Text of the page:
Supplies of blueberries are on the slim side right and will likely stay that way through March. “It will be a tight month but April will be easier from a supply standpoint,” says Luciano Fiszman of Gourmet Trading Co.
Florida: Gourmet Trading will begin this month with the first U.S. blueberries in 2023 from Florida. “The fall’s hurricanes did have an impact. The state won’t be as early with blueberries as it typically is,” says Fiszman. He notes that the southern half of the state is where production will start later in March. However the balance of Florida production is in good shape and once it gets into peak weeks second half of April, there should be enough fruit to meet demand.
Fiszman says the fall’s hurricanes in Florida did have an impact on blueberry production and that the state won’t be as early with blueberries as it typically is.
That demand for U.S.-grown fruit is strong. “We have customers asking when the U.S. is going to start because they value the U.S. as a growing origin,” he says.
Georgia: Fiszman says Georgia seems to have good production this year, though all eyes are on March weather in the region. "It is looking very promising!" he says. This follows a few seasons of rough weather for Georgia.
Chile: Following a tough start, the Chilean season is finishing up shipping fruit earlier than last year due to a more condensed season on volume. The impetus was there to finish earlier this year. “The last couple of seasons have been difficult for Chile and March has been a difficult month for arrivals,” Fiszman says. “So the growers have decided to stay away from that.”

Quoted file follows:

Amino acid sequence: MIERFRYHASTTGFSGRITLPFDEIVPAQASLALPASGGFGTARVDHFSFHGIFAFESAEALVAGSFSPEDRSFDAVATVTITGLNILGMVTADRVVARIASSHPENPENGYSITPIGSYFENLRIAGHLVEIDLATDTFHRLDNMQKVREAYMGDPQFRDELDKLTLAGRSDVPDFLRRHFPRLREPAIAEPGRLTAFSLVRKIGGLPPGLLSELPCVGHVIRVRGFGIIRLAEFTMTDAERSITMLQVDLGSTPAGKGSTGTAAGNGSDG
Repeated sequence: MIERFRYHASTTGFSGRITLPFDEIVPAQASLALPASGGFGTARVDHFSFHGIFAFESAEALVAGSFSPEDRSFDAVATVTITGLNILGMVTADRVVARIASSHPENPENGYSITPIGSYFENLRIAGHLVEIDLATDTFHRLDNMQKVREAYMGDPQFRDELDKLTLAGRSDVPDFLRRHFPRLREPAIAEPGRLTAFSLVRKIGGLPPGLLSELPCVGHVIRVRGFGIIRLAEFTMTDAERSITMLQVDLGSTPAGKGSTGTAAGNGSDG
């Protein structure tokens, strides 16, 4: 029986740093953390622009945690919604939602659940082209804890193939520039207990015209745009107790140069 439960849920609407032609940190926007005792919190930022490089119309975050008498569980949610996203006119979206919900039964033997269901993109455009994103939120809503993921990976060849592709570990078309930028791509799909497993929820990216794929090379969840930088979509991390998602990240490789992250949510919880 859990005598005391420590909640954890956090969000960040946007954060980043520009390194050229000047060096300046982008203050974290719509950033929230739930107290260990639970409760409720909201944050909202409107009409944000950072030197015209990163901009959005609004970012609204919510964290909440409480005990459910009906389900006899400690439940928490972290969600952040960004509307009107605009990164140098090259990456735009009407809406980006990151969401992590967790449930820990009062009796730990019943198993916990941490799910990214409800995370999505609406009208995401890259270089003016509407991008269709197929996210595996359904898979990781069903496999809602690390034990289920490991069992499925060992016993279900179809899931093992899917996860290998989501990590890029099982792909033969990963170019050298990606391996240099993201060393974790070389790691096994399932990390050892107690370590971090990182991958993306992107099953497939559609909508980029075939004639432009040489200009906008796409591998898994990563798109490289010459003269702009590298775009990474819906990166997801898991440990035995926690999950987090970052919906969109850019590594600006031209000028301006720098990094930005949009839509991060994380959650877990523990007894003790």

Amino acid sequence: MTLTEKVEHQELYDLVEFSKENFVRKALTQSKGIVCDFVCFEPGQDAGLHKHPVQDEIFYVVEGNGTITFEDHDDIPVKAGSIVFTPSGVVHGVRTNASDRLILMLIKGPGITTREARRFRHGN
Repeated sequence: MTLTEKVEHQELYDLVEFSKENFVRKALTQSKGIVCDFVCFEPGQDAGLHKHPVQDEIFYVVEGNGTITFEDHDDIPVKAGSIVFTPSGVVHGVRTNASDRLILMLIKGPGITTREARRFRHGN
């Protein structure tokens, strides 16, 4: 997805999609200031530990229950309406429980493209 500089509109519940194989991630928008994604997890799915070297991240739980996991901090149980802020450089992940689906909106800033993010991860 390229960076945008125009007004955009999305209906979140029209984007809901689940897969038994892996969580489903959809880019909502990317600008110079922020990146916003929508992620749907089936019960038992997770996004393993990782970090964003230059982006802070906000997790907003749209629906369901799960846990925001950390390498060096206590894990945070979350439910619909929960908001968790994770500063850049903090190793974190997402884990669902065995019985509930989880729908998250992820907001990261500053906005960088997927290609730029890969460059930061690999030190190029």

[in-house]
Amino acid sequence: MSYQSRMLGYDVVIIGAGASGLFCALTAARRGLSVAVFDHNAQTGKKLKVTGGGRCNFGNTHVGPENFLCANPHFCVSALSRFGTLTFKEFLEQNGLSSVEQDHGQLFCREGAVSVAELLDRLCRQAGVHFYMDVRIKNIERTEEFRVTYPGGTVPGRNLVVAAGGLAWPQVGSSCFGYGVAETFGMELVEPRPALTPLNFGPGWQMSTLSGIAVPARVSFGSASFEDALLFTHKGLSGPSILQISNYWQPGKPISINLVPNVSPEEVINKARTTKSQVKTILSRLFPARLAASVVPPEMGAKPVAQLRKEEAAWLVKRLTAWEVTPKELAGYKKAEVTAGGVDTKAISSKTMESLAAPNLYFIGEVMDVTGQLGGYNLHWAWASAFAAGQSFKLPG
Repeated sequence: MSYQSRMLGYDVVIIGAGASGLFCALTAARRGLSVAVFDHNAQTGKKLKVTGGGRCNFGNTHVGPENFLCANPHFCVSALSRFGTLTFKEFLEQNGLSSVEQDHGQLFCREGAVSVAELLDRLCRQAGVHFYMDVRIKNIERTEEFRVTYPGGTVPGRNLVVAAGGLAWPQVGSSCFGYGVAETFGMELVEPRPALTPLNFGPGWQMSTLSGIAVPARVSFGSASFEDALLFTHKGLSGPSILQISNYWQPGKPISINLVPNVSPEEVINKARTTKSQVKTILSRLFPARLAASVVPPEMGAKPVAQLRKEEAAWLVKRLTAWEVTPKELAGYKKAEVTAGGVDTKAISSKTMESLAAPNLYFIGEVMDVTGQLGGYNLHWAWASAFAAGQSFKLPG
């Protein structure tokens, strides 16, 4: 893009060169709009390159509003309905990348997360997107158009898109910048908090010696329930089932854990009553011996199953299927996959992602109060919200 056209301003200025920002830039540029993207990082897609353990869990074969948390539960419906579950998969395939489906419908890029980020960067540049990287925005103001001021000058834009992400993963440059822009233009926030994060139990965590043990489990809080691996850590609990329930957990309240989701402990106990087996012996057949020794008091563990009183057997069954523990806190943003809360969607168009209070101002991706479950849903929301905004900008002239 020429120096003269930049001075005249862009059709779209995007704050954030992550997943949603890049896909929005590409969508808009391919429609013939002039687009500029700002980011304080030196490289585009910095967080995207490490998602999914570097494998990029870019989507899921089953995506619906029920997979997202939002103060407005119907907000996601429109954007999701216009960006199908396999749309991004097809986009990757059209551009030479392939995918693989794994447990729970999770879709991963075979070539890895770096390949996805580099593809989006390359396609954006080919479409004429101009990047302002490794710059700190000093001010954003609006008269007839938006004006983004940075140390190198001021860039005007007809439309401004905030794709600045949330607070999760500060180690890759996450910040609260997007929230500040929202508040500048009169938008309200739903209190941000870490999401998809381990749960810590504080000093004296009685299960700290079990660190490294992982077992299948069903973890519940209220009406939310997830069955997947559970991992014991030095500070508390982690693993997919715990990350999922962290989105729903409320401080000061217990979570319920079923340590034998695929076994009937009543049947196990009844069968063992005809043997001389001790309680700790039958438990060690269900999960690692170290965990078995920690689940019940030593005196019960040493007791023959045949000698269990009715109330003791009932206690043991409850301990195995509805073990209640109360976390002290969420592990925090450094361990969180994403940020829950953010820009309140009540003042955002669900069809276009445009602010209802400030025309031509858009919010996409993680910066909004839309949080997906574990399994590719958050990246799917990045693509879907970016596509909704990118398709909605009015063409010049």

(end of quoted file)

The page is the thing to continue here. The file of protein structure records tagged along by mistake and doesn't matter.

However, Chile is finishing strong on quality. “It’s good that Chile is finishing with a good market. You want people to think the last shipment is worth it,” he says, adding that late in the season saw more consistent arrivals of quality fruit. That in turn helped retailers and consumers regain confidence in the Chilean crop after a difficult start.
Mexico: Mexico is ramping up volume and increasing arrivals are being seen, though overall the market remains tight. While there’s been blueberry production in Mexico since the fall, the spring is where the bulk of the season is. “Right now it’s in Jalisco and the weather is very good and volumes are increasing and good quality is being seen on consistent arrivals,” Fiszman says.
Left to right: Adriana Fortune, Ben Martin, and Luciano Fiszman.
Good quality fruit has helped continue to push demand for the popular berry. While January saw an increase in demand given New Year’s resolutions and their effect on eating habits, what’s also emerging is a “superuser” of blueberries. “These people consume blueberries every day and will consume more blueberries than a handful of families who are occasional buyers,” he says. “They’re motivated by their health and if you have a sweet crunchy piece of fruit, it’s a great combination.” Altogether this means supply and demand are in good shape.
In turn, what’s also being seen right now is a two-tier market on blueberries. “Chilean product is one price while Mexican fruit is higher priced,” Fiszman says. “It’s product you picked that week from Mexico compared to Chilean product that will have been picked almost a month ago. There’s nothing wrong with ocean product but you pay for freshness.”
Gourmet Trading will also be at this week’s Southern Exposure show (booth #103) meeting customers and touring farms/operations.
For more information:
Gourmet Trading Co.
Tel: +1 310 216 7575 ext 1888